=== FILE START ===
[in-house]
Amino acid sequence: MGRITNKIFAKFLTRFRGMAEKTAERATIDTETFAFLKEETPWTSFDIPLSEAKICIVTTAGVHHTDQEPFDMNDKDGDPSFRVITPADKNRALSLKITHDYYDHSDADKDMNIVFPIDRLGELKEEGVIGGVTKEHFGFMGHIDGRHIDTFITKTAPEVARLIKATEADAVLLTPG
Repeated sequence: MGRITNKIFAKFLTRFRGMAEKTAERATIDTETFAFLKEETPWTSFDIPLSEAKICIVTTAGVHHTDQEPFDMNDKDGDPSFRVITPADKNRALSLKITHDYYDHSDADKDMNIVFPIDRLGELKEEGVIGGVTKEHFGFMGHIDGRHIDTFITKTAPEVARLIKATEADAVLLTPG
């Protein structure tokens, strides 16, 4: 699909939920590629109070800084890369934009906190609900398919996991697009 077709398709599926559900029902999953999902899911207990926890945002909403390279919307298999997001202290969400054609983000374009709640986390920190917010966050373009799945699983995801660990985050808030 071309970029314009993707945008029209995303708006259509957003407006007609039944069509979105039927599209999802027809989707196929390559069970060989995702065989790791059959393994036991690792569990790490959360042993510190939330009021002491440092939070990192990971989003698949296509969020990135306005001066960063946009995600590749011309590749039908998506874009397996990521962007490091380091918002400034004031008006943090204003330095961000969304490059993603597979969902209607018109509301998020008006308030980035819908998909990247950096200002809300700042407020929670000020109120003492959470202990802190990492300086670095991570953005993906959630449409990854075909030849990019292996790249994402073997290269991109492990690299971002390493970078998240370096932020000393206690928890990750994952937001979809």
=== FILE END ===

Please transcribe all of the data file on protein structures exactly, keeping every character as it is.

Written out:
[in-house]
Amino acid sequence: MGRITNKIFAKFLTRFRGMAEKTAERATIDTETFAFLKEETPWTSFDIPLSEAKICIVTTAGVHHTDQEPFDMNDKDGDPSFRVITPADKNRALSLKITHDYYDHSDADKDMNIVFPIDRLGELKEEGVIGGVTKEHFGFMGHIDGRHIDTFITKTAPEVARLIKATEADAVLLTPG
Repeated sequence: MGRITNKIFAKFLTRFRGMAEKTAERATIDTETFAFLKEETPWTSFDIPLSEAKICIVTTAGVHHTDQEPFDMNDKDGDPSFRVITPADKNRALSLKITHDYYDHSDADKDMNIVFPIDRLGELKEEGVIGGVTKEHFGFMGHIDGRHIDTFITKTAPEVARLIKATEADAVLLTPG
């Protein structure tokens, strides 16, 4: 699909939920590629109070800084890369934009906190609900398919996991697009 077709398709599926559900029902999953999902899911207990926890945002909403390279919307298999997001202290969400054609983000374009709640986390920190917010966050373009799945699983995801660990985050808030 071309970029314009993707945008029209995303708006259509957003407006007609039944069509979105039927599209999802027809989707196929390559069970060989995702065989790791059959393994036991690792569990790490959360042993510190939330009021002491440092939070990192990971989003698949296509969020990135306005001066960063946009995600590749011309590749039908998506874009397996990521962007490091380091918002400034004031008006943090204003330095961000969304490059993603597979969902209607018109509301998020008006308030980035819908998909990247950096200002809300700042407020929670000020109120003492959470202990802190990492300086670095991570953005993906959630449409990854075909030849990019292996790249994402073997290269991109492990690299971002390493970078998240370096932020000393206690928890990750994952937001979809």